Wales' environment is one of the nation's key assets. Protecting it for future generations and ensuring humans live more harmoniously with the natural world is crucial if we are to build a more sustainable economy.

One business (in fact, a community benefit society) in Pembrokeshire – arguably the most famous of Wales' much-loved coastal regions – is looking to reset how we use the sea as a resource for food, biofertilisers for Welsh farmers and bioplastics for the food packaging sector.

That business, Câr-y-Môr, has been supported through Business Wales Accelerated Growth Programme (AGP). The AGP provides targeted support for ambitious growing firms. The programme is part-funded by the European Regional Development Fund through the Welsh Government.


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Here, Owen Haines of Câr-y-Môr explains the business' story and offers advice for other business owners seeking to balance people and the planet with profit.


Tell us about Câr-y-Môr
We're a registered community benefit society. That means, as you might expect, we exist for our community's benefit – we are owned by our members and all profits go back into the business. Our purpose is to enrich society and the environment. At the heart of our operation is the aim to improve the coastal environment and the well-being of our community. It's all about sustainability – sustainable ocean farming and sustainable local jobs. We all know there's a nature crisis right now; we need to find more ways to farm sustainably and respect the environment and the traditions and needs of local people. That's the driving force behind our organisation, to mitigate the impact of and bring attention to climate change.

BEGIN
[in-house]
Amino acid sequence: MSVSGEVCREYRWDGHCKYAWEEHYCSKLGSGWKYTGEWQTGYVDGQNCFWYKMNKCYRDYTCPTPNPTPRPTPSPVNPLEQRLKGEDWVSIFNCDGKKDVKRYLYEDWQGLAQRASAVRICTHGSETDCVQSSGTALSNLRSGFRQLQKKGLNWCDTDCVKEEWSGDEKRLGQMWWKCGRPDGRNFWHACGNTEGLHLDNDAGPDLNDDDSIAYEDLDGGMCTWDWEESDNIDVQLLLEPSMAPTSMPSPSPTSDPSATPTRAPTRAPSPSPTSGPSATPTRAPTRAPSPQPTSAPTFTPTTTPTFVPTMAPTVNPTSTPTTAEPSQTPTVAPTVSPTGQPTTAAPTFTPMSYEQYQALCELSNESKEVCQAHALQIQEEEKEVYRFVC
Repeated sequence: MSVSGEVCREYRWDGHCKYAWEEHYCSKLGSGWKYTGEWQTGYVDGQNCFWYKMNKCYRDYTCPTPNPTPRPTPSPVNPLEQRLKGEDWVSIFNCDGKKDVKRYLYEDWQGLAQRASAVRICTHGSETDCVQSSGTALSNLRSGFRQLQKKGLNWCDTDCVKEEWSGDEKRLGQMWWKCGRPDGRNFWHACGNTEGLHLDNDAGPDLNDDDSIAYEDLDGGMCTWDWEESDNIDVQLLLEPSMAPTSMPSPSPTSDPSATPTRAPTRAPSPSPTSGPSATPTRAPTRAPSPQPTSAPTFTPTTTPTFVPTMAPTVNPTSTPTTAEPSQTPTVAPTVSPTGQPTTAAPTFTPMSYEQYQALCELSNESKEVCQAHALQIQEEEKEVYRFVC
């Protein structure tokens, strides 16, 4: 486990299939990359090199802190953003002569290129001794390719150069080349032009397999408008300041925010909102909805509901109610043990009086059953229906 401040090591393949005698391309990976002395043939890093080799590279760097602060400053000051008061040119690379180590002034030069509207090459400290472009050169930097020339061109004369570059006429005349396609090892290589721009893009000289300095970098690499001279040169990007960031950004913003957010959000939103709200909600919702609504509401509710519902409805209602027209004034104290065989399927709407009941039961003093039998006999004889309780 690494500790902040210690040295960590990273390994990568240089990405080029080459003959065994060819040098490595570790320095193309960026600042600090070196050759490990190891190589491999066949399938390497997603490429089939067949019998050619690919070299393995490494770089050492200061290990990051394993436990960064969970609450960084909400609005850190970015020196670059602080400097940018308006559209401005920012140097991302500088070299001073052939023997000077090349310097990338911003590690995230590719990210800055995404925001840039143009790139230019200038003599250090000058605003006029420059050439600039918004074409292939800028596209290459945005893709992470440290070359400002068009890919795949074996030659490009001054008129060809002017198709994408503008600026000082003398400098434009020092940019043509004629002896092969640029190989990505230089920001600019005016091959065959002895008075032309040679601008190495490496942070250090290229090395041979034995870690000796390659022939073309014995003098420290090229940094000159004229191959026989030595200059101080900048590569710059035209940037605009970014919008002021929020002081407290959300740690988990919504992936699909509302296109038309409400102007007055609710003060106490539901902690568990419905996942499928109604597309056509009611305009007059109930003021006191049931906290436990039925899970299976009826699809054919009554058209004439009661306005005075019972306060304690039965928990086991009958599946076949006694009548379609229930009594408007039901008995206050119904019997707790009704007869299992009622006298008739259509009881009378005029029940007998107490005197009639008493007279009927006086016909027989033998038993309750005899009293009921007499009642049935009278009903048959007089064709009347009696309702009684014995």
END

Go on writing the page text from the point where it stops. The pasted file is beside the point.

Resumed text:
I never set out to do this - I just wanted to carry on my life-long passion of fish farming and do something about the tragedy of how we have abused our incredible planet. Câr-Y-Môr aims to get the seaweed and shellfish sector kick-started in Wales, and to see if this can grow into a financially and environmentally sustainable business. We operate out of a smallholding about a mile from St David's in Pembrokeshire, with beautiful views of St Bride's Bay.


We want to motivate and inspire others. Our zero-input farming uses no fertiliser, pesticides, or freshwater. Our recent endeavours have resulted in three crucial light bulb moments:


  1. There are a growing number of people from all walks of life who wish to feel empowered that we all can start to do something today to safeguard our planet for future generations. They hear about Câr-Y-Môr and see it as an opportunity to get involved because it’s a community business they have an equal share in.
  2. The key to our holy grail of commercial viability is uniting with Welsh agriculture by producing biofertilisers and bioplastics with our earthshot prize investor Notpla. The development of our seaweed food products will then be the icing on the cake.


  1. The key is to get our running cost covered for the next three years, including the cost of our 12-person team who are working hard to deliver the potential we have identified.


It must be noted that we are built on volunteers - this is to be celebrated. In addition to the 12 people working for us now, with have another 15 volunteering, equating to around 150 hours per week. As a community benefit society, we had seven original members, and that's now grown to 220 members. It just goes to show how it's snowballed as an idea.